Identify talent. Hire a sensei. Executive endorsement and training. Highlight early successes. Celebrate milestones. Create clear alignment around purpose. Use Lean as a rotational program and career development tool. Establish meaningful metrics. Experimentation – accept failure. Clear roles and empowerment responsibilities. Lean as part of corporate strategy led by CEOs/pres. Interaction within leadership at the gemba (process in place). Indoctrination of new people. Lean not a cost reduction tool (be clear about this, no layoffs). Lean tune up w/external partnerships.

7. How do we deliver complex work instructions in a just-in-time fashion?

Build a problem solving focused coaching curriculum. Make sure to teach basic skills taught at all levels (PDCA, change management, willingness to identify problem). Coaching for management. Coaching cycles based on Mike Rother's work. Build expectations into the annual review process. Tie work instructions into meetings. For those who have completed training, ask them to coach others.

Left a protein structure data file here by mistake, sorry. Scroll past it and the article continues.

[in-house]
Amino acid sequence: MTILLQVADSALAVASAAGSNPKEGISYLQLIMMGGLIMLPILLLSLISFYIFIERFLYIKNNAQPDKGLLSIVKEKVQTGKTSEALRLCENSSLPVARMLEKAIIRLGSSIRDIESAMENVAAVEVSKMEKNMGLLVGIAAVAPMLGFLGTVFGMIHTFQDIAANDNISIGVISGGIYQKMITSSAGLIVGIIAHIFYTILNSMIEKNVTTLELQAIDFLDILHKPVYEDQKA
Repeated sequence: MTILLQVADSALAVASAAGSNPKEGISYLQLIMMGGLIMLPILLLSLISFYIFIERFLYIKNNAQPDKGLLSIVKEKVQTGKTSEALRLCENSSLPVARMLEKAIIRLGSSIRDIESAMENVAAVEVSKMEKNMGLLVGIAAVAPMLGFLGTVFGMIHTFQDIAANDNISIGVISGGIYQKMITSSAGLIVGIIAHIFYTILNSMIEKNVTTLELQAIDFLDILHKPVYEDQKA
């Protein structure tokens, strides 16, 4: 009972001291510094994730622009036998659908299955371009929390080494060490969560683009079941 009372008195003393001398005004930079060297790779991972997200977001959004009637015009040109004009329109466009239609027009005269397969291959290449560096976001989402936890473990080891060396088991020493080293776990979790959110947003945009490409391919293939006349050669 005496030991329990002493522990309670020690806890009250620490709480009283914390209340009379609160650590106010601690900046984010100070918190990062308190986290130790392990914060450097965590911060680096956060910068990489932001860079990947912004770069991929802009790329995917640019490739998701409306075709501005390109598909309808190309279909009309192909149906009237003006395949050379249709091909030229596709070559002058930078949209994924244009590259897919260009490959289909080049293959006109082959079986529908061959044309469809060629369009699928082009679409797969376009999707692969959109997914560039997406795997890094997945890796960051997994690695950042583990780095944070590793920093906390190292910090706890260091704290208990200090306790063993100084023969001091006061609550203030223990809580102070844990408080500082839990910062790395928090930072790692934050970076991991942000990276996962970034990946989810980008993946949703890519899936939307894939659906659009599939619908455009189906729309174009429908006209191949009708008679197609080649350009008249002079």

8. How to overcome leaders' mindsets of "we're too busy for Lean"?

Communicate the need to see financial resulsts. Ask, is there an executive who is a lean champion? Ask, what is the business case for change? Challenge the team to find time. Demonstrate quick wins. Remember, Lean is not something "done to" the organization, it's part of the work. Create a burning platform for Lean. Benchmark other organizations and teams. Set the right metrics. Go and see. Look at recurring problems. Build community and involve everyone in kaizen events. Demonstrate the right problem solving process. Focus on communication of what Lean is about. Create science fair gallery/walk through to share projects. Incorporate the voice of the customer into monthly meetings. Remind people, you free up time for Lean through Lean.

9. How to manage multiple projects.

Create project plans that link to the greater project. Create a line of sight to the larger goal. Determine ownership for each project and link projects to hoshin. Ask, what are your key success factors? What gets in the way? How do visual boards help and not help? How do you create a plan where you give as little [direction] as possible/as much as necessary? With strategy, thinks gaps AND overlaps.

10. Running a daily huddle meeting with direct reports.